By Will Dunham
WASHINGTON, March 14 (Reuters) - The number of people who could be displaced in U.S. coastal regions due to rising sea levels this century as a result of climate change is much higher than previously thought, with more than 13 million Americans at risk with a 6-foot (1.8 meters) rise including 6 million in Florida, scientists said on Monday.
The researchers assessed sea level change scenarios by 2100 from the U.S. Oceanic and Atmospheric Administration for coastal states along with population growth trends and projections in high-risk areas.
With a sea level rise of 3 feet, locations forecast to house 4.2 million people would be at risk of inundation while a doubling of the rise would bring the number to 13.1 million.
With densely populated coastal locales, Florida faces the greatest risk, with up to 6.06 million residents projected to be affected if sea levels rise 6 feet, followed by Louisiana (1.29 million people at risk) and California (1 million).
Other states that could be heavily impacted in such a scenario include: New York (901,000 at risk), New Jersey (827,000), Virginia (476,000), Massachusetts (428,000), Texas (405,000), South Carolina (374,000) and North Carolina (298,000).
"As the sea level rises, coastal parts of Florida will be inundated," said University of Georgia geography professor Deepak Mishra, one of the researchers. "Sea level rise is the phenomenon that makes climate change a reality for millions of people worldwide. The sheer volume of people at risk of displacement and becoming climate refugees is the main threat."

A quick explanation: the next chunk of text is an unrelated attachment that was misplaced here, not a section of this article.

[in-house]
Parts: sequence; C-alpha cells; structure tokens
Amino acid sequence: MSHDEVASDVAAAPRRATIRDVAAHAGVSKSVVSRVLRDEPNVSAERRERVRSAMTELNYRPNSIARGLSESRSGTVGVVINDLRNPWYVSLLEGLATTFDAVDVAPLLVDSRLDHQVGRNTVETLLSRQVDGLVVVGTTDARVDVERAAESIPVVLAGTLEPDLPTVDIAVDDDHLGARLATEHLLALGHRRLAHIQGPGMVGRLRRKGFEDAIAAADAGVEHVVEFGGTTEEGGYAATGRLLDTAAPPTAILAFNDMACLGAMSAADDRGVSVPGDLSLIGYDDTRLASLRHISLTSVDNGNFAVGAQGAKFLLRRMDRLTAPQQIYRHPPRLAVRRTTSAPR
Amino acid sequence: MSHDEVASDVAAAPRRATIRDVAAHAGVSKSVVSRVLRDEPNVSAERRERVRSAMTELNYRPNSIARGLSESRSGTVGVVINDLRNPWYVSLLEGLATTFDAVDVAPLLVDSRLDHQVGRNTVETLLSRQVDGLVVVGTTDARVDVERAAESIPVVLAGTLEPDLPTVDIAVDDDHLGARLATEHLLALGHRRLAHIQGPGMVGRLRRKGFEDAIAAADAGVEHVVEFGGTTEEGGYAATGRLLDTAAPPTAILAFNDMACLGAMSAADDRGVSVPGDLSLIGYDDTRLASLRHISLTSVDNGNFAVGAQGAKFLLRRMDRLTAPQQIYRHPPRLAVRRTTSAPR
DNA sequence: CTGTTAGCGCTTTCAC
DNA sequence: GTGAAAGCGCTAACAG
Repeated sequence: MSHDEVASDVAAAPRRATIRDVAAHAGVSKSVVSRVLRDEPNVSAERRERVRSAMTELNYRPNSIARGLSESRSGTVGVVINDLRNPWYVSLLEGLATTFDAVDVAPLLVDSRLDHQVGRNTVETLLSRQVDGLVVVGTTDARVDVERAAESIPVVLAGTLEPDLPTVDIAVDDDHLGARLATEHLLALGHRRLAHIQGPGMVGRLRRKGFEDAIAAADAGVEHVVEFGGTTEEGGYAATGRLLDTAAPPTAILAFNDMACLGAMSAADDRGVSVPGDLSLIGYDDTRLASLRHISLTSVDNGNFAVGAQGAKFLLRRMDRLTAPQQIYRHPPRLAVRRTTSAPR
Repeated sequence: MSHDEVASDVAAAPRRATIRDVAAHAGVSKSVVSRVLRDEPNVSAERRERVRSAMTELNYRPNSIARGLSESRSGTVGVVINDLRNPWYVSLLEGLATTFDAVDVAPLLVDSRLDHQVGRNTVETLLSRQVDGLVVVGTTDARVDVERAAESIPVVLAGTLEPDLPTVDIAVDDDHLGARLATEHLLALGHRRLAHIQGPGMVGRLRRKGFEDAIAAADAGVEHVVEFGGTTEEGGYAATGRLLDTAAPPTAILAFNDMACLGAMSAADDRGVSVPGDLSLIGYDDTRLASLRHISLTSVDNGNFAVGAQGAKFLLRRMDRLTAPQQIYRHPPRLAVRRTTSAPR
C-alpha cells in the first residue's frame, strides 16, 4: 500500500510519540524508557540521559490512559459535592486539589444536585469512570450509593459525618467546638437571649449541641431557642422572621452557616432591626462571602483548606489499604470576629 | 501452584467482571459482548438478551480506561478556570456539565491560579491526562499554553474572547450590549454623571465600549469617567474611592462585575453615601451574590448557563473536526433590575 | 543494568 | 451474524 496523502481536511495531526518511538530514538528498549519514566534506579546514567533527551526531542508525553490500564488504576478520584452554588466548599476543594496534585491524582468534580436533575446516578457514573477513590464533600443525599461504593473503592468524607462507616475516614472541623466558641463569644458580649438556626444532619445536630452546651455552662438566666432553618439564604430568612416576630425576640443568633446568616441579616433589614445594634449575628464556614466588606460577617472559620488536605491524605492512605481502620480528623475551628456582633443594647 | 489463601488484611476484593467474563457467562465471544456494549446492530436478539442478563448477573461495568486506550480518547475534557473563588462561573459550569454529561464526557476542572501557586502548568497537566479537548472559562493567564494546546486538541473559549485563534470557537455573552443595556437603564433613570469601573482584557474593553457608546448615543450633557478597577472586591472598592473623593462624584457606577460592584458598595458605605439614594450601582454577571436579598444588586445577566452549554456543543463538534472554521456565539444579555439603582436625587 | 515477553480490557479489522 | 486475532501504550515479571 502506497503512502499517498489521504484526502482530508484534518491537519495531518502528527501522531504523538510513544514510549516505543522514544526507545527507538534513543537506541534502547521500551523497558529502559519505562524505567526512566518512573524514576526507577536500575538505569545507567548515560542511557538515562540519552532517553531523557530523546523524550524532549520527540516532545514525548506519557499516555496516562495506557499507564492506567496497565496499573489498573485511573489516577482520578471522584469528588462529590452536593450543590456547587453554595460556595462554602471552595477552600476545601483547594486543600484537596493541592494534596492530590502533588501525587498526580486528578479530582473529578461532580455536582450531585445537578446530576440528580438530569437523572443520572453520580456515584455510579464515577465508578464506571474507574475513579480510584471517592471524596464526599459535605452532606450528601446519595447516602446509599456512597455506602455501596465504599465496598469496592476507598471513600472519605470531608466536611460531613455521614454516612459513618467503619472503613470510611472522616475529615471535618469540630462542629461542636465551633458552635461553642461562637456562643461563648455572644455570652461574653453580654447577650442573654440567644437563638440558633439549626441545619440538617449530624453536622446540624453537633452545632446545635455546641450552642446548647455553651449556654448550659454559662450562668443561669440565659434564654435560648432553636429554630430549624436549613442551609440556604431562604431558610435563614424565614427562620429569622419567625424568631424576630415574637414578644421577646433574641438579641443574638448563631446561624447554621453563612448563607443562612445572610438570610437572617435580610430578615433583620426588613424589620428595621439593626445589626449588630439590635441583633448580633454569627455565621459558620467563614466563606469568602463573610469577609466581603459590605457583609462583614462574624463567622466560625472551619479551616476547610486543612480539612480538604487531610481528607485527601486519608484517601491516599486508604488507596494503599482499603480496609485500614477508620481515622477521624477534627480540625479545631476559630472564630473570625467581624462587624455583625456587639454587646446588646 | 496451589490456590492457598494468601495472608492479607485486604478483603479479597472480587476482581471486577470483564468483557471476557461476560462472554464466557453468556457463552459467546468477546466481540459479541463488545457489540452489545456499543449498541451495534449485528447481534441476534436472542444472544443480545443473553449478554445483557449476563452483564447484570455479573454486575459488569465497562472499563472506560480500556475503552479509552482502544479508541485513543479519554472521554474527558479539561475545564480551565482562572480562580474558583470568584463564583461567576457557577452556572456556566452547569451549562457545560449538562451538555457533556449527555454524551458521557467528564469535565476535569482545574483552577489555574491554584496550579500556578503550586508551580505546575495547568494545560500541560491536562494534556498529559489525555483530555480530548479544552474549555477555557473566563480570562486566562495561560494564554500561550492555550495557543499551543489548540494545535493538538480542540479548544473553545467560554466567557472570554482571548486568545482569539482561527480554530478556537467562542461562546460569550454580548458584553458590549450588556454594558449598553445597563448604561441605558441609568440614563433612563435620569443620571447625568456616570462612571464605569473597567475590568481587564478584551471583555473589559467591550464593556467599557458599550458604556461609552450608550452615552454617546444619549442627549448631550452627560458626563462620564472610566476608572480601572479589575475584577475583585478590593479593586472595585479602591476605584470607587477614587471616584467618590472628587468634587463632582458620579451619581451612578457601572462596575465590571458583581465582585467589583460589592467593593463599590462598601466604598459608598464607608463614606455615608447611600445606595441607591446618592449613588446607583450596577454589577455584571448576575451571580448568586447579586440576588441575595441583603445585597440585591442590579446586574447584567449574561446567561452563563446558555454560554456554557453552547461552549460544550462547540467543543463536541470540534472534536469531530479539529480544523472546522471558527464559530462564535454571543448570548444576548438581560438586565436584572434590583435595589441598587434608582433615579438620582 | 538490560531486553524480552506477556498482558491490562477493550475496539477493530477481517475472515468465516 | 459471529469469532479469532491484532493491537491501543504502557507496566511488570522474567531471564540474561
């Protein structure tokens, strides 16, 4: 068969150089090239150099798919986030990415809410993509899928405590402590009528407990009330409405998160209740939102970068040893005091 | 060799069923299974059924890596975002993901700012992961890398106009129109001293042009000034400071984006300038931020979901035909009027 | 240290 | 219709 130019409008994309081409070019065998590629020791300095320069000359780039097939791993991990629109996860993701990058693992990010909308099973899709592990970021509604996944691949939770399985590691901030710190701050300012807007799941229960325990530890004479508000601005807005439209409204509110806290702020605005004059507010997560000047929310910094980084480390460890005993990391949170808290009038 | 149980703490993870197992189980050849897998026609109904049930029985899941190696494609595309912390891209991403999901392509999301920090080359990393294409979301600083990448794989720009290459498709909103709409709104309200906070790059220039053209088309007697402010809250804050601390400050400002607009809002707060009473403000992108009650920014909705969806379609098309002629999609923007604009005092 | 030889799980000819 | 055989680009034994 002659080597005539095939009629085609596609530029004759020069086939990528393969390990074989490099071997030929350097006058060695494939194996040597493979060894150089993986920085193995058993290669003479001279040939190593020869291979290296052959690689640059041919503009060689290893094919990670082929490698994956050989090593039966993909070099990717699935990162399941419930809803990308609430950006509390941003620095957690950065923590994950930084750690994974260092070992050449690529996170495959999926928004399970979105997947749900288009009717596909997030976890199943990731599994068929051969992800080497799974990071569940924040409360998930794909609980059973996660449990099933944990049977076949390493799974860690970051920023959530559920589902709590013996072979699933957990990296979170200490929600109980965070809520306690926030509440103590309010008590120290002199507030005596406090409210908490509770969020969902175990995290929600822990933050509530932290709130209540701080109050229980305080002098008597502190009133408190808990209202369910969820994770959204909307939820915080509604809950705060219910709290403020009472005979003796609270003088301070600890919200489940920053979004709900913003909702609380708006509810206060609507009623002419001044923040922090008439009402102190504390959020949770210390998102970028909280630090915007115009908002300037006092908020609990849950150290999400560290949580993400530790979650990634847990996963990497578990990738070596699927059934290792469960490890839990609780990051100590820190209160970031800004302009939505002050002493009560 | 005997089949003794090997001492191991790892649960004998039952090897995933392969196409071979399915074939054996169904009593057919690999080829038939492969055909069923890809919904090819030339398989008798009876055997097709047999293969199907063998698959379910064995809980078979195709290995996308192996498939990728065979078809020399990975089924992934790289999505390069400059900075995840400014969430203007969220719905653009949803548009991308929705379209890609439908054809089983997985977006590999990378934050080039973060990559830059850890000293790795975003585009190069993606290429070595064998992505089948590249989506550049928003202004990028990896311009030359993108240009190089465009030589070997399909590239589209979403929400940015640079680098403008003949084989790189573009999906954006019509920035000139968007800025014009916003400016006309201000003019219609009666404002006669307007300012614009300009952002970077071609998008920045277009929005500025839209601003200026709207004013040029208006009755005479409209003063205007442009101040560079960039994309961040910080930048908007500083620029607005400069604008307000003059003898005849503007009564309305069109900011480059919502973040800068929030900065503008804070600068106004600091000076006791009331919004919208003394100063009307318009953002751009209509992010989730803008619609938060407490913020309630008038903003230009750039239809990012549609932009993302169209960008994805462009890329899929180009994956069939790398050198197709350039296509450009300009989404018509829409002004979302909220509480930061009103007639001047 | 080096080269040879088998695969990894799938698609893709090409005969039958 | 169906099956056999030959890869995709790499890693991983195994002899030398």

The projections of the number of people who could be displaced are up to three times larger than previous estimates, added University of Georgia demographer Mathew Hauer, the study's lead author.
"These results suggest that the absence of protective measures could lead to U.S. population movements of a magnitude similar to the 20th century Great Migration of southern African-Americans," the researchers wrote in the journal Nature Climate Change, referring to the movement of more than 6 million black people from the rural South during an era of institutionalized racism to cities of the North, Midwest and West from the 1910s until 1970.
The researchers said more than a quarter of residents of major urban centers such as Miami and New Orleans could face coastal flooding. Three counties could see the displacement of 80 percent of their population: Florida's Monroe County, site of the Florida Keys; and North Carolina's Hyde and Tyrrell counties. (Reporting by Will Dunham; Editing by Alan Crosby)
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